Uncertainty over a Syrian military intervention and a continued high unemployment rate drove European markets down on Friday.
Japan's index also fell after data showed manufacturing in the country was rebounding less strongly than expected. But trading was fairly muted, ahead of the U.S. Labor Day holiday on Monday.
"It still seems though that traders remain reluctant to take on significantly new positions ahead of the long weekend in the U.S., especially so when there remains so much uncertainty in the air, and we are at the end of the week and the month," said Michael Hewson, an analyst at CMC Markets UK.
On Thursday, lawmakers in the U.K. refused to authorize a British military intervention in Syria after an alleged chemical weapons attack near Damascus killed more than 300 civilians earlier this month. The surprise no-vote - which came after momentum seemed to be building inexorably toward military action - left uncertainty as to whether the U.S. and France would go ahead.
In afternoon trading in Europe, France's CAC-40 closed Friday down 1.32 percent to 3,933, while the DAX in Germany pulled back 1.12 percent to 8,103. The FTSE index of leading British shares dropped 1.08 percent to 6,412.
Part of those declines were due to the release of data that showed the unemployment rate across the 17 nations using the euro stuck at its record high of 12.1 percent in July. The European Union rate of 11 percent also held steady.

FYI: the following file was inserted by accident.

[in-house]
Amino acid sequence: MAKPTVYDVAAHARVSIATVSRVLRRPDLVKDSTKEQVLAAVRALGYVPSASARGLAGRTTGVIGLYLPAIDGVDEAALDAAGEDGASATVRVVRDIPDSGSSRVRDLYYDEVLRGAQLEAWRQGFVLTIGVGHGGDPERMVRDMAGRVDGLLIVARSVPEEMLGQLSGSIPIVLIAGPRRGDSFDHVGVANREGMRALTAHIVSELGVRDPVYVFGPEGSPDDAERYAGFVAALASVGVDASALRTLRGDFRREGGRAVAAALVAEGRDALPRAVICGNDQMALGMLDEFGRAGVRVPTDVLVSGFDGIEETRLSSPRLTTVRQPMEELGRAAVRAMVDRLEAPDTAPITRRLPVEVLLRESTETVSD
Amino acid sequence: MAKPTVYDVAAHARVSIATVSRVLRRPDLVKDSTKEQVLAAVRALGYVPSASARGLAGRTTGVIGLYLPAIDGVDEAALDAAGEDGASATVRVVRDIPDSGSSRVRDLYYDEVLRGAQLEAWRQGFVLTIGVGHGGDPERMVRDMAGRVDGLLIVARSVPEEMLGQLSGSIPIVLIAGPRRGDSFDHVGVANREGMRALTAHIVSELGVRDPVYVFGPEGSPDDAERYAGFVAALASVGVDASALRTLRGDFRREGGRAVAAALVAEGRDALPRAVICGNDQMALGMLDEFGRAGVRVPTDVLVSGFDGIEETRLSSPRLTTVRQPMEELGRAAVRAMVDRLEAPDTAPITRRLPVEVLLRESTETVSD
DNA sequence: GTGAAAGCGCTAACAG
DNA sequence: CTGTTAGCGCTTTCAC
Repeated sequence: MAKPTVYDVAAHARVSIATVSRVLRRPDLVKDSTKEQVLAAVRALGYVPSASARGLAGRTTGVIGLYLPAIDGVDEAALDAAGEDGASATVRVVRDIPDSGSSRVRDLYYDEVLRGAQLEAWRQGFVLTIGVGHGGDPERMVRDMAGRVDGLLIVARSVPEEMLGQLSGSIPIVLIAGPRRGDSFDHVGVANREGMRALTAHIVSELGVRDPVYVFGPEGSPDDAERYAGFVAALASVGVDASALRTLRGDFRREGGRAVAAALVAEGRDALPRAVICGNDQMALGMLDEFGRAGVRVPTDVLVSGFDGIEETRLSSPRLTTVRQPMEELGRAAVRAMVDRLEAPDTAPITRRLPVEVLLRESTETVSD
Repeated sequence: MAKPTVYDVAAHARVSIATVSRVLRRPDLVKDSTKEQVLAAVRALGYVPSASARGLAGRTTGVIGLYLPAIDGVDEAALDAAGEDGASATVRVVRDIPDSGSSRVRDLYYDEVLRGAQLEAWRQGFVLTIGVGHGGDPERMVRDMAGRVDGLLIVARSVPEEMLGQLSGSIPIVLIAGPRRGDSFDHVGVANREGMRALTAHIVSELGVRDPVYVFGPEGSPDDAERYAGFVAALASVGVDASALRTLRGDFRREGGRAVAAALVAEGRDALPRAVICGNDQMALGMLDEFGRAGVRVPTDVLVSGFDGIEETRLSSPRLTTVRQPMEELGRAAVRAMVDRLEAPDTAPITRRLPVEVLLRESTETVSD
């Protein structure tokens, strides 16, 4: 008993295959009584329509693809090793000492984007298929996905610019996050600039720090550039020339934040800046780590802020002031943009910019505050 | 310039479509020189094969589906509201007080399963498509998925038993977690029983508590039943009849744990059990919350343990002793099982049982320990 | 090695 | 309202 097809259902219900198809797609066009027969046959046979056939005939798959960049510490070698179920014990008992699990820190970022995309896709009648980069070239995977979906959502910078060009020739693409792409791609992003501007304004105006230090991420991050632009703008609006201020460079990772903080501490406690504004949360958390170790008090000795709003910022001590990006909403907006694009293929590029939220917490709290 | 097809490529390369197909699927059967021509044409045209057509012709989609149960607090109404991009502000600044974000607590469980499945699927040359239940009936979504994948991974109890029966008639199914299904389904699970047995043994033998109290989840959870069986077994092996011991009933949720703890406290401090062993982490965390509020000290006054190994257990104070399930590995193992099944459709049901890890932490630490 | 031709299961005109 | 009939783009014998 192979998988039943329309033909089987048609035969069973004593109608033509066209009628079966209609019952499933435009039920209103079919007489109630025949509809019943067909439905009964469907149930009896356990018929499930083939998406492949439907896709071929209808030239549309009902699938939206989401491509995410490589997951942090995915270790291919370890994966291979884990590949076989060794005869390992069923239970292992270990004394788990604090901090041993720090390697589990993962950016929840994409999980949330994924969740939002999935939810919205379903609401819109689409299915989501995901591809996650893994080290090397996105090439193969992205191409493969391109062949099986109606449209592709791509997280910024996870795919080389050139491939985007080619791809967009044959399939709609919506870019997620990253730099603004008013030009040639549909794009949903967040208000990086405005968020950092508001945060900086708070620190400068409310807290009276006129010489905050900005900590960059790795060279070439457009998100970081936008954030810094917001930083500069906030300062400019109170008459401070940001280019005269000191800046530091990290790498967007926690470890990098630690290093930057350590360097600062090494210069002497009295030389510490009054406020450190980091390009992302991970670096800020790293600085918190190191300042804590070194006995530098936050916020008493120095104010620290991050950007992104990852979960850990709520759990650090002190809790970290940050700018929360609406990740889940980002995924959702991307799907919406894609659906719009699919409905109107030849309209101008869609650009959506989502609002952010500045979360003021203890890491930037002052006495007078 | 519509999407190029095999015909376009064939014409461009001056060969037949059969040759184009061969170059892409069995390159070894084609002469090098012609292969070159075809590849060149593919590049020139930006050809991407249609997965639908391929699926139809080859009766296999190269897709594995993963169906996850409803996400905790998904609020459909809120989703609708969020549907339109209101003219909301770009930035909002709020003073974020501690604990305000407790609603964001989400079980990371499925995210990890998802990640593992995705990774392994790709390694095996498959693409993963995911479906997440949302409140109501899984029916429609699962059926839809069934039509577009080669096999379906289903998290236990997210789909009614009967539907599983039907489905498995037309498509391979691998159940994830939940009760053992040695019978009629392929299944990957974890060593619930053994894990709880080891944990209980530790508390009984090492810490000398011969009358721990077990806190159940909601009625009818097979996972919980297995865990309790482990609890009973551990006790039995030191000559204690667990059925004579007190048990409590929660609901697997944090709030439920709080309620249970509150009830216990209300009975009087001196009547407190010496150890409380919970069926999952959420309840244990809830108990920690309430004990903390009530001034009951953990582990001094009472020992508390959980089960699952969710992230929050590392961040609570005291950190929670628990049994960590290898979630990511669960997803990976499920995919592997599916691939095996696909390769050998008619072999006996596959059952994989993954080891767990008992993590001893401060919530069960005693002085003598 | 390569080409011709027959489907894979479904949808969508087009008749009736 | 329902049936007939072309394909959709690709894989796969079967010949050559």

In the U.S. trading also drifted lower after data showed U.S. consumer spending increased just 0.1 percent in July from the previous month, held back in part by steep government spending cuts that reduced federal workers' salaries.
The Dow Jones industrial average was down 0.23 percent to 14,805, while the broader S&P 500 was down 0.25 percent to 1,634.
Earlier in Asia, the Nikkei 225 index closed down 0.5 percent at 13,388.86. But gains were posted elsewhere in Asia. Hong Kong's Hang Seng rose 0.2 percent to 21,668.90. South Korea's Kospi gained 1 percent to 1,926.36. Australia's S&P/ASX 200 added 0.8 percent to 5,135.
Manufacturing in the world's No. 3 economy rose 1.6 percent in July from a year earlier and 3.2 percent from the month before. While that pointed to an economic recovery, analysts had expected to see a 3.6 percent increase.
Energy prices, meanwhile, continued to retreat from a two-year high.
Benchmark oil for October delivery was down $1.31 to $107.41 per barrel in electronic trading on the New York Mercantile Exchange.
In currencies, the euro was down 0.24 percent at $1.3205.
Syria uncertainty, unemployment push stocks down